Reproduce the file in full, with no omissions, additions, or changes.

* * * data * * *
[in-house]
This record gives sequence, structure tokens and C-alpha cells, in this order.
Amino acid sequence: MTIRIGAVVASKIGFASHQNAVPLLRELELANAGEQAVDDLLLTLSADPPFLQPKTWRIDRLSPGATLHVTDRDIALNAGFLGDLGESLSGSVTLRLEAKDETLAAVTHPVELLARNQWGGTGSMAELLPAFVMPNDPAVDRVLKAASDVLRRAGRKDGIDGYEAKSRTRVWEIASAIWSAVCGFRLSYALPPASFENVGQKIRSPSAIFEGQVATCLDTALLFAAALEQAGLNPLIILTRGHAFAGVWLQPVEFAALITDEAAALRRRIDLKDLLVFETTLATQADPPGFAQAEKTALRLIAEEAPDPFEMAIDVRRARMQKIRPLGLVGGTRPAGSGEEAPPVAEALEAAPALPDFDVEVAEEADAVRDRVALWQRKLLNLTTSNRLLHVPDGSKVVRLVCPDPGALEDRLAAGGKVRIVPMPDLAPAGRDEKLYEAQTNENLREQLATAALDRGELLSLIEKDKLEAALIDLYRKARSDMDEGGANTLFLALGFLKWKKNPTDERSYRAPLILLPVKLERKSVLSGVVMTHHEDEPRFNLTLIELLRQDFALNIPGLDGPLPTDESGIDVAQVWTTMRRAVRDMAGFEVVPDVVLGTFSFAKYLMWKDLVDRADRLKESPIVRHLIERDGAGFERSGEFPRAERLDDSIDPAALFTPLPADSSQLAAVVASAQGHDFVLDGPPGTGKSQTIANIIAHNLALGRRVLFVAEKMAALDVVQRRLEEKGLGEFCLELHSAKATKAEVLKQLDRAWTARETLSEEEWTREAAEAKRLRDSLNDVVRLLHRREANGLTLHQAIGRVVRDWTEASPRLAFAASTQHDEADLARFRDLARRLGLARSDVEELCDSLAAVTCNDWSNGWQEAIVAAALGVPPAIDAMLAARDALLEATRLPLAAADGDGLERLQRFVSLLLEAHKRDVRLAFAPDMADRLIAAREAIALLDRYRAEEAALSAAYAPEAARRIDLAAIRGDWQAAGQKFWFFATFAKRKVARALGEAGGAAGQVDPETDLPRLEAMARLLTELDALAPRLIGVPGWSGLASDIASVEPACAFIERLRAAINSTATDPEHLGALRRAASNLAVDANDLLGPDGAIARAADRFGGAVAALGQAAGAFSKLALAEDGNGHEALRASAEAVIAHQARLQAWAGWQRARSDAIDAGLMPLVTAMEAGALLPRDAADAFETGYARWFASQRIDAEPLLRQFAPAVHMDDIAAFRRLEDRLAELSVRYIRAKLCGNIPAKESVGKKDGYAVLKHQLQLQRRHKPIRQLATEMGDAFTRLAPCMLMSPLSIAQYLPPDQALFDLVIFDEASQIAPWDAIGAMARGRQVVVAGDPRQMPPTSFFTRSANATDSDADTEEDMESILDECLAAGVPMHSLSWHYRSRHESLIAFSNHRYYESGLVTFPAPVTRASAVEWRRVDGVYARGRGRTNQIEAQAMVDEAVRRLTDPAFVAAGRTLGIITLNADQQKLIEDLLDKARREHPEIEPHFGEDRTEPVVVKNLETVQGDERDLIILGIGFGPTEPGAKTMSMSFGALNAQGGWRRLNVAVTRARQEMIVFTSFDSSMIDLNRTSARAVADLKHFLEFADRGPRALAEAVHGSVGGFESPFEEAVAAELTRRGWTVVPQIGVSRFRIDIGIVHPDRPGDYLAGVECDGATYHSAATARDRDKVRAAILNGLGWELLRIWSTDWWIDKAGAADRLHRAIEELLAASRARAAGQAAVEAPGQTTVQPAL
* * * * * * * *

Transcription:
[in-house]
This record gives sequence, structure tokens and C-alpha cells, in this order.
Amino acid sequence: MTIRIGAVVASKIGFASHQNAVPLLRELELANAGEQAVDDLLLTLSADPPFLQPKTWRIDRLSPGATLHVTDRDIALNAGFLGDLGESLSGSVTLRLEAKDETLAAVTHPVELLARNQWGGTGSMAELLPAFVMPNDPAVDRVLKAASDVLRRAGRKDGIDGYEAKSRTRVWEIASAIWSAVCGFRLSYALPPASFENVGQKIRSPSAIFEGQVATCLDTALLFAAALEQAGLNPLIILTRGHAFAGVWLQPVEFAALITDEAAALRRRIDLKDLLVFETTLATQADPPGFAQAEKTALRLIAEEAPDPFEMAIDVRRARMQKIRPLGLVGGTRPAGSGEEAPPVAEALEAAPALPDFDVEVAEEADAVRDRVALWQRKLLNLTTSNRLLHVPDGSKVVRLVCPDPGALEDRLAAGGKVRIVPMPDLAPAGRDEKLYEAQTNENLREQLATAALDRGELLSLIEKDKLEAALIDLYRKARSDMDEGGANTLFLALGFLKWKKNPTDERSYRAPLILLPVKLERKSVLSGVVMTHHEDEPRFNLTLIELLRQDFALNIPGLDGPLPTDESGIDVAQVWTTMRRAVRDMAGFEVVPDVVLGTFSFAKYLMWKDLVDRADRLKESPIVRHLIERDGAGFERSGEFPRAERLDDSIDPAALFTPLPADSSQLAAVVASAQGHDFVLDGPPGTGKSQTIANIIAHNLALGRRVLFVAEKMAALDVVQRRLEEKGLGEFCLELHSAKATKAEVLKQLDRAWTARETLSEEEWTREAAEAKRLRDSLNDVVRLLHRREANGLTLHQAIGRVVRDWTEASPRLAFAASTQHDEADLARFRDLARRLGLARSDVEELCDSLAAVTCNDWSNGWQEAIVAAALGVPPAIDAMLAARDALLEATRLPLAAADGDGLERLQRFVSLLLEAHKRDVRLAFAPDMADRLIAAREAIALLDRYRAEEAALSAAYAPEAARRIDLAAIRGDWQAAGQKFWFFATFAKRKVARALGEAGGAAGQVDPETDLPRLEAMARLLTELDALAPRLIGVPGWSGLASDIASVEPACAFIERLRAAINSTATDPEHLGALRRAASNLAVDANDLLGPDGAIARAADRFGGAVAALGQAAGAFSKLALAEDGNGHEALRASAEAVIAHQARLQAWAGWQRARSDAIDAGLMPLVTAMEAGALLPRDAADAFETGYARWFASQRIDAEPLLRQFAPAVHMDDIAAFRRLEDRLAELSVRYIRAKLCGNIPAKESVGKKDGYAVLKHQLQLQRRHKPIRQLATEMGDAFTRLAPCMLMSPLSIAQYLPPDQALFDLVIFDEASQIAPWDAIGAMARGRQVVVAGDPRQMPPTSFFTRSANATDSDADTEEDMESILDECLAAGVPMHSLSWHYRSRHESLIAFSNHRYYESGLVTFPAPVTRASAVEWRRVDGVYARGRGRTNQIEAQAMVDEAVRRLTDPAFVAAGRTLGIITLNADQQKLIEDLLDKARREHPEIEPHFGEDRTEPVVVKNLETVQGDERDLIILGIGFGPTEPGAKTMSMSFGALNAQGGWRRLNVAVTRARQEMIVFTSFDSSMIDLNRTSARAVADLKHFLEFADRGPRALAEAVHGSVGGFESPFEEAVAAELTRRGWTVVPQIGVSRFRIDIGIVHPDRPGDYLAGVECDGATYHSAATARDRDKVRAAILNGLGWELLRIWSTDWWIDKAGAADRLHRAIEELLAASRARAAGQAAVEAPGQTTVQPAL